Buzz back with Argos

The section-sized banner of Jim Corrigall normally sits in the 500 level, high in the end zone at the place they used to call the SkyDome, with not a person to be found anywhere.

Just not last night.

Maybe not any more.

Corrigall hasn't been this popular since he was starring for the Argos about a quarter-century ago, a time when we lived and breathed Toronto football the way we live and breath Maple Leafs hockey now.

Only last night, the section that always is empty at Argos games wasn't. And the normally abandoned 500 level wasn't. And a meaningless Thursday-night football game between a first-place team and a last-place team, didn't look or sound meaningless at all.

Somewhere, from a better place, Harry Ornest had to be saying: "I'm telling you, Steve, this is a football town."

Poor Harry, who seemed to live forever and still does in my memory, didn't live long enough to witness the rebirth of Argos football. Or whatever this renaissance happens to be.

"I tried to be focussed on the game," Pinball Clemons, the coach, said after this Argos slaughter. "I looked up in the stands. I didn't want to get nostalgic."

But he did.

"It was a warm feeling. I was trying to fight it ... I looked up (during the game) and it was a more special feeling than even those days."

Those days were 15 years ago. The previous time the Argos played a regular season game with a crowd this large. That was Clemons and Darrell K. Smith and Matt Dunigan and Rodney Harding and Reggie Pleasant playing, a sporting lifetime ago. "You get nostalgic," Clemons said.

Then you fast forward to last night. At a place that was a ghost town two seasons back. For a franchise that for too long has been more about yesterday than today, closer to death than life.

Forty-thousand and 85 people paid to watch a game between first and worst. In Toronto. At the Rogers Centre graveyard. On a weeknight. With traffic jams. And all that happened was the Argos clinched first place, some kid kicked a field goal from 50 yards to win a million dollars at halftime, Dave Mann and Uly Curtis were honoured before the game, Leo Cahill gave out a coaching award in the third quarter and in between the Argos and Tiger-Cats rotated which players would get thrown out.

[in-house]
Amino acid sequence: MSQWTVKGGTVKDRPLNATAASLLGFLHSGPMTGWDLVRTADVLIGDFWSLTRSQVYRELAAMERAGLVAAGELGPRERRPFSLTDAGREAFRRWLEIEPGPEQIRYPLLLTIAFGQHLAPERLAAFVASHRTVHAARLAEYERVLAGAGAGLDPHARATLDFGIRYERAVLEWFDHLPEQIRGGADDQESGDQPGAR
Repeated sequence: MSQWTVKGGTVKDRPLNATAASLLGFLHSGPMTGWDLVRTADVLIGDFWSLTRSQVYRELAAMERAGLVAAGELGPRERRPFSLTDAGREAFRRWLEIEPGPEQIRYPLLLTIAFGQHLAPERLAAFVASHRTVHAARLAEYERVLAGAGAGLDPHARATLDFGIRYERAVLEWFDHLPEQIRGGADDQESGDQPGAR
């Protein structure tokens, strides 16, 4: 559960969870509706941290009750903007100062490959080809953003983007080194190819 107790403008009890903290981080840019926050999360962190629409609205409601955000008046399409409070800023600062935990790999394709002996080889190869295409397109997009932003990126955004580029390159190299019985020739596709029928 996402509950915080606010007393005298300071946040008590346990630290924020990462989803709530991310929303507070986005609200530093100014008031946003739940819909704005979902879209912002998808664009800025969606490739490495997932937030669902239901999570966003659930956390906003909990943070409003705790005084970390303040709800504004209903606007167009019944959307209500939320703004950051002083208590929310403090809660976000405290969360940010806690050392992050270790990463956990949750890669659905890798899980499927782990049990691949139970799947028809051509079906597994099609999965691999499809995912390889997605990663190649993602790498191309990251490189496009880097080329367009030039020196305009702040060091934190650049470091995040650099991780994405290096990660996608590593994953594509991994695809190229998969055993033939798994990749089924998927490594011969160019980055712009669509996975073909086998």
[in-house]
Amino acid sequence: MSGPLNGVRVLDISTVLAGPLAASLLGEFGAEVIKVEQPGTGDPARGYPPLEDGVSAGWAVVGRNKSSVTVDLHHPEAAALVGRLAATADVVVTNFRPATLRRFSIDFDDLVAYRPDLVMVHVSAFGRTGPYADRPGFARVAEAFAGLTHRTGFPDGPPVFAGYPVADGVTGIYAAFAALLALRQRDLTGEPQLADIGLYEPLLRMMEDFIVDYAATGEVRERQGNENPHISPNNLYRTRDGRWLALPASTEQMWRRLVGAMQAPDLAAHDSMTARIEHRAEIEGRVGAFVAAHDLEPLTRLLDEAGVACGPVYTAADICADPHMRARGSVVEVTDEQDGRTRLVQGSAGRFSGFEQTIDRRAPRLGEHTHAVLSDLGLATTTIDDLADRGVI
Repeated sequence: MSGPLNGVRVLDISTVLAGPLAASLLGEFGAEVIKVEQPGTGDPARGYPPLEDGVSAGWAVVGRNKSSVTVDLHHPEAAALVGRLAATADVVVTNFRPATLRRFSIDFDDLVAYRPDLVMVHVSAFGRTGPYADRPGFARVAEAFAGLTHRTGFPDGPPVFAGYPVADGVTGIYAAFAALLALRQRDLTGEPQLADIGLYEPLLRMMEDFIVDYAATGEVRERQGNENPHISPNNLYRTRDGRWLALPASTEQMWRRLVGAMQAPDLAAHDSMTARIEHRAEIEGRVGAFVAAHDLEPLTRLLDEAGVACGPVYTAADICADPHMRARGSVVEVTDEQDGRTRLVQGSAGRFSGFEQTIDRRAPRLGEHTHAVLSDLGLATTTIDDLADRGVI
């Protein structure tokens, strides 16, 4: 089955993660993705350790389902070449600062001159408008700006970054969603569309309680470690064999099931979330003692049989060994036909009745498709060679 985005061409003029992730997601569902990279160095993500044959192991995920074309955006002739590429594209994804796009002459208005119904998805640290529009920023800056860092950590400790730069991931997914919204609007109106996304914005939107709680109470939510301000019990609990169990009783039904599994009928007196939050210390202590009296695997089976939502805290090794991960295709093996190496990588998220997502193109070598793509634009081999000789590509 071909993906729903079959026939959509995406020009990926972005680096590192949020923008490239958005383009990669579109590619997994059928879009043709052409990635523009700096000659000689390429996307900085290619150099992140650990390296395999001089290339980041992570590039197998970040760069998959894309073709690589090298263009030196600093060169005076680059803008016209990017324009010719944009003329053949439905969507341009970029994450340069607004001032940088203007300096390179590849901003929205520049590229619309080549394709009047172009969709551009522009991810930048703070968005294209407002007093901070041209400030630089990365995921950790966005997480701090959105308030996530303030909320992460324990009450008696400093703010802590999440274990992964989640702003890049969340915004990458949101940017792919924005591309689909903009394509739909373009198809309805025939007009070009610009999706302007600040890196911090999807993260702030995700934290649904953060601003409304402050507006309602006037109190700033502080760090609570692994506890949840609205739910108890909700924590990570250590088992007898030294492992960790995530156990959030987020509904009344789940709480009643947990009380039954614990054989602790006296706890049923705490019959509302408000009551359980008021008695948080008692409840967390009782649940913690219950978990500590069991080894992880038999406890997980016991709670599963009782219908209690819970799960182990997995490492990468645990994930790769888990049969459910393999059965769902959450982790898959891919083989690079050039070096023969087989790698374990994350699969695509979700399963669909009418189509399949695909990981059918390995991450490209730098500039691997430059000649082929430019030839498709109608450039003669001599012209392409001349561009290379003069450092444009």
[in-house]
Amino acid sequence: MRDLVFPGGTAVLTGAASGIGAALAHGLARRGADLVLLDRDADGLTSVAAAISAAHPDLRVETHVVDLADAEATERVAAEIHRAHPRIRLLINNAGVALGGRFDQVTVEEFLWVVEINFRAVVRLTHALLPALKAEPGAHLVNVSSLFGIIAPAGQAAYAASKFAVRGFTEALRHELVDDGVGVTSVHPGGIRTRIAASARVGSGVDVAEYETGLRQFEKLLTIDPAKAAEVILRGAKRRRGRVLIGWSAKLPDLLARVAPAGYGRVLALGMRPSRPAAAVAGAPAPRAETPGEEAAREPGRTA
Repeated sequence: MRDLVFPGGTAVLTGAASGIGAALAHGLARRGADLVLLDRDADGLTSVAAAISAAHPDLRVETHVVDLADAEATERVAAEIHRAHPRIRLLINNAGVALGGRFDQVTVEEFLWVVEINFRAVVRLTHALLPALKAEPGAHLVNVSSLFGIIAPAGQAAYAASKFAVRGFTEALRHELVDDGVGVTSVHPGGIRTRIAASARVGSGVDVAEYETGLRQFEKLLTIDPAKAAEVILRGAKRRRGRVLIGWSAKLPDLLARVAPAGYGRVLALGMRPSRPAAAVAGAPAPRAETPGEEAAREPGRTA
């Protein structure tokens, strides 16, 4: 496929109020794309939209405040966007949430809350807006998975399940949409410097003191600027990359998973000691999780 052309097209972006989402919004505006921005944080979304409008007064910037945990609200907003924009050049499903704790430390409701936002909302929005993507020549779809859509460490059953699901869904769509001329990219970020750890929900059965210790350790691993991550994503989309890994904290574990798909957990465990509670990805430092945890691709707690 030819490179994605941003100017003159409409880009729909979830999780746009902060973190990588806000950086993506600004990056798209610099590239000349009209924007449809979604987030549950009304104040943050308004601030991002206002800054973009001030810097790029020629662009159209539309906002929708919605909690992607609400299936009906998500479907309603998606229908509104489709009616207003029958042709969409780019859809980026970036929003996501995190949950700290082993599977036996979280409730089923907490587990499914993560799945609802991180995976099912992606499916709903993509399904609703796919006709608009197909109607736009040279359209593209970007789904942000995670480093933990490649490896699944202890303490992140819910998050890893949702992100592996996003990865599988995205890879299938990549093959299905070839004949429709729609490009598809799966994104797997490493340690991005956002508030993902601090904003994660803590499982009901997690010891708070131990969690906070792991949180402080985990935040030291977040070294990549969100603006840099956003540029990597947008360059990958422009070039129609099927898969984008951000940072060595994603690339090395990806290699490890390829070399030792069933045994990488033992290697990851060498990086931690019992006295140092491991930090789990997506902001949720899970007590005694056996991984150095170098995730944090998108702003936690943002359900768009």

And also, some guy on the JumboTron got down on one knee and asked a young lady to marry him.

All on a Toronto Thursday night, with Argos football alive and kicking, far removed from the life support we have become all too familiar with.

"I think we've created a real buzz," said Adrion Smith, the defensive back who knows of lean Argos days. "I think we might be sneaking into second (among sports teams) in the city. We'll never beat hockey. But we're doing okay."

Not that long ago, this was a stadium deemed unsuitable for the Argos. The owners said that themselves. They promised a new outdoor world and didn't deliver, and oddly, no one seems to care.

In a city where trend is everything, the Argos have become fashionable once again. The stigma that haunted this franchise and maybe their league is gone.

The numbers are up, in the stands, on television, in almost every place where it matters.

All that's missing is the kind of football buzz you hear in an Edmonton or a Regina: The sporting world can't be changed in a day. But still this change defies logic and explanation.

Next up for the Argos at home is the Eastern final, for which they play host.

A sellout -- bite your tongue -- is not out of the question. It might even be expected.

And that would make Jim Corrigall smile -- and in case you can't remember the bad old days, Jim Corrigall never smiled.


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